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Why the Taliban won't take over Pakistan

For reasons of geography, ethnicity, military inferiority, and ancient rivalries, they represent neither the immediate threat that is often portrayed nor the inevitable victors that the West fears.

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Certainly, many are upset with the military's tactics. One resident of Buner, Sherin Zaida, says the government gave his town three hours warning – but bullets flew within 15 minutes. He and 11 family members carried his mother, who can't walk, for two days until they reached a camp in Swabi.

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Yet much of their wrath is reserved for the Taliban. Not long after the insurgents invaded Buner, two masked men approached Mr. Zaida, a court clerk, and told him: "We know which is your village and your family. Why don't you just shut down the court, put a lock on it, and go back home." The judge told him to comply. This is how law and order left Swat and Buner, one courthouse and police station at a time. "We don't want the military, we don't want the Taliban," says Zaida.


From her desk at the RAND Corporation, C. Christine Fair watches Pakistan and the prevailing zeitgeist in America about it. What she sees at the moment is fear among more than a few in Washington that the Taliban will sweep into Islamabad in some sort of ragtag swarm and seize the city. She and other scholars consider this notion almost cartoonish.

Yet there is another danger she sees lurking on the leafy streets of Islamabad, and this is the main caveat to the argument that the Taliban won't prevail in Pakistan. Call it the jihadi within. "What does it mean that they are 60 miles outside of Islamabad when there are actual cells within Islamabad?" she asks.

She's referring to infiltrators who have the capacity to conduct suicide bombings, which they could carry out frequently enough to make residents of the twin cities more wary about public spaces and private intimidation. English-language schools in Islamabad have already had to close temporarily after receiving bomb threats.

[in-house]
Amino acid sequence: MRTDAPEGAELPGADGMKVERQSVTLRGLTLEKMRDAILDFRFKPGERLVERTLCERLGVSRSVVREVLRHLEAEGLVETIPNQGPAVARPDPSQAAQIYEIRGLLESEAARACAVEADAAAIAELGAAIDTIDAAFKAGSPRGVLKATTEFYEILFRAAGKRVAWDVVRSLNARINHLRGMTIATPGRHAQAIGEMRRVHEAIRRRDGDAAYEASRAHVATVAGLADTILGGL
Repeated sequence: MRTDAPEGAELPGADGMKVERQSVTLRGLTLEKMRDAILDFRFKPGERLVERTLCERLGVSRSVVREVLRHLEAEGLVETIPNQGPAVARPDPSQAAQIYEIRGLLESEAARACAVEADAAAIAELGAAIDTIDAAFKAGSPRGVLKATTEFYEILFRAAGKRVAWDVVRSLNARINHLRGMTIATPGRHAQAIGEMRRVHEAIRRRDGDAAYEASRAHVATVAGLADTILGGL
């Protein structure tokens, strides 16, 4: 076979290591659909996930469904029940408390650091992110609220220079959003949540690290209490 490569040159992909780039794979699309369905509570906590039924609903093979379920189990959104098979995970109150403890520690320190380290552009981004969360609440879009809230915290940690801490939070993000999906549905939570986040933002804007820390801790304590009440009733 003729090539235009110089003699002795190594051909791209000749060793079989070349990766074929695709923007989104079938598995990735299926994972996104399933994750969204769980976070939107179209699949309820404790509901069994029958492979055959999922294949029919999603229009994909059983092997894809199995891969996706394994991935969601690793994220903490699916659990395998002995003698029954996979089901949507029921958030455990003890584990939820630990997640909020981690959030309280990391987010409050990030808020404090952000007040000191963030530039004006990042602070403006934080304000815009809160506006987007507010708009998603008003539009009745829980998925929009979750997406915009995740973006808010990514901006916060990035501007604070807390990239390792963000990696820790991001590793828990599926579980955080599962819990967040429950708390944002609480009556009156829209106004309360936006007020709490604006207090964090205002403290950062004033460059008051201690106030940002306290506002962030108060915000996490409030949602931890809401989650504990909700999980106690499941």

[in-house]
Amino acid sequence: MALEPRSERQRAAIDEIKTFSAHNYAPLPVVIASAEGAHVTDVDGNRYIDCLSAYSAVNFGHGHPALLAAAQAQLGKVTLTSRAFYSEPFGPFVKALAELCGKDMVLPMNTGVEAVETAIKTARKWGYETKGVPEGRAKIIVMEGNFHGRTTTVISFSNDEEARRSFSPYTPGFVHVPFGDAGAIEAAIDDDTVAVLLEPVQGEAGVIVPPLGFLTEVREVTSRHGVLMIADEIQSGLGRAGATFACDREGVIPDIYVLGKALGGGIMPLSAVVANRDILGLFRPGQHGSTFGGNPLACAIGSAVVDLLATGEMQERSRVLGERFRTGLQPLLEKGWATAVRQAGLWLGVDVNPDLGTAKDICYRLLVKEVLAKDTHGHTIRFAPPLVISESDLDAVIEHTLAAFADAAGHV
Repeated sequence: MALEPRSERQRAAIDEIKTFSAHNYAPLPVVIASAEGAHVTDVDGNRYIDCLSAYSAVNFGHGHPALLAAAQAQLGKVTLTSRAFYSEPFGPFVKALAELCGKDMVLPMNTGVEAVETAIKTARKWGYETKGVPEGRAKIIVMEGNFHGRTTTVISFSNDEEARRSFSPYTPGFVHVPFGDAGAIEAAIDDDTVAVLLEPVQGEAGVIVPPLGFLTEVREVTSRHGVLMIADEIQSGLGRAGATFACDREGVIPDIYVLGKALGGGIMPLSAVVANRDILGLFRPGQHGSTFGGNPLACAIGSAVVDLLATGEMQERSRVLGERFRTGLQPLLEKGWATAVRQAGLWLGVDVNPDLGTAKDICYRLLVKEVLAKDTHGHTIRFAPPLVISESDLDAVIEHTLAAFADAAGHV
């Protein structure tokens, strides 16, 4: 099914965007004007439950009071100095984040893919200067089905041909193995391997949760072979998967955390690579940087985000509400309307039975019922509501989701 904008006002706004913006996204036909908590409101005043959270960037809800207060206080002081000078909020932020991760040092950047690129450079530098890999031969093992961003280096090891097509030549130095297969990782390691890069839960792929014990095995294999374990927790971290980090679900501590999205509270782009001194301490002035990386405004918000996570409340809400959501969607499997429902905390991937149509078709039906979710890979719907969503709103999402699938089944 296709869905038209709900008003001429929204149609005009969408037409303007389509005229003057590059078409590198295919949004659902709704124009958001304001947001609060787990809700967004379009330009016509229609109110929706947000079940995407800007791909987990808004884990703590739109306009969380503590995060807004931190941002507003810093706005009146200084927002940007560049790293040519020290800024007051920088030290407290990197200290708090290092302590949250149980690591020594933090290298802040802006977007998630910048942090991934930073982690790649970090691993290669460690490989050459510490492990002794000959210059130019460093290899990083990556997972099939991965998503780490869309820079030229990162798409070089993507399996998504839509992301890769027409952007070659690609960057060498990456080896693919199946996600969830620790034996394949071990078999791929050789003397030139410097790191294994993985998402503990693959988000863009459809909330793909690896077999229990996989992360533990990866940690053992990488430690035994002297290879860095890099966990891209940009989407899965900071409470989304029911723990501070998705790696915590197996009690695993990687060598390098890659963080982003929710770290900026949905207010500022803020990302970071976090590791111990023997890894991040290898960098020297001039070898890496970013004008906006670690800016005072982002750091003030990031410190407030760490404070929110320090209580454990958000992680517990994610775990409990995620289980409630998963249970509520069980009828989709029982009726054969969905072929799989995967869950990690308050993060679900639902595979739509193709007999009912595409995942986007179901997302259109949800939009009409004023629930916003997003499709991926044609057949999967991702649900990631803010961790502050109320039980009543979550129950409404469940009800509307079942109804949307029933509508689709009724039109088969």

Even worse – though unlikely – Taliban cells might be able to operate with enough inside help to succeed in nabbing nuclear material as it's transported. Or they could blow up a key installation such as the Tarbela dam or sever the road between Islamabad and Peshawar.

In other words, the real threat isn't the Taliban occupying urban territory. It's their ability to attract followers and sow chaos. One reason given for the conversions: US meddling. "The mujahideen are not the products of the madrasas," says Syed Yousef Shah, who heads one of the largest religious schools. "They are the product of American actions." He argues that the militants attack Pakistan because of its cooperation with America and its intervention in the region. "A person whose house is destroyed by a drone attack and sees his parents and his brothers dead, what will he do? A suicide attack demands no lecture."

As enemies go, Talibanization may prove trickier to fight than the Taliban. Just ask Fahad Marwat. At an upscale coffee shop in Islamabad, the 20-something reaches for his cellphone and pulls up a photo of a young man with a Taliban beard. That's my cousin, he says. Over the course of a year, his cousin went from being an unemployed college graduate to Taliban sympathizer. "I was like, 'Who is this guy?' " says Mr. Marwat.

It's taken his family six months – and the counsel of "peaceful" clerics – to reverse the process. "We do make fun of him," says Marwat. "[But] he's very thankful to us for forcing him to come back."

• Rehmat Mehsud contributed to this report.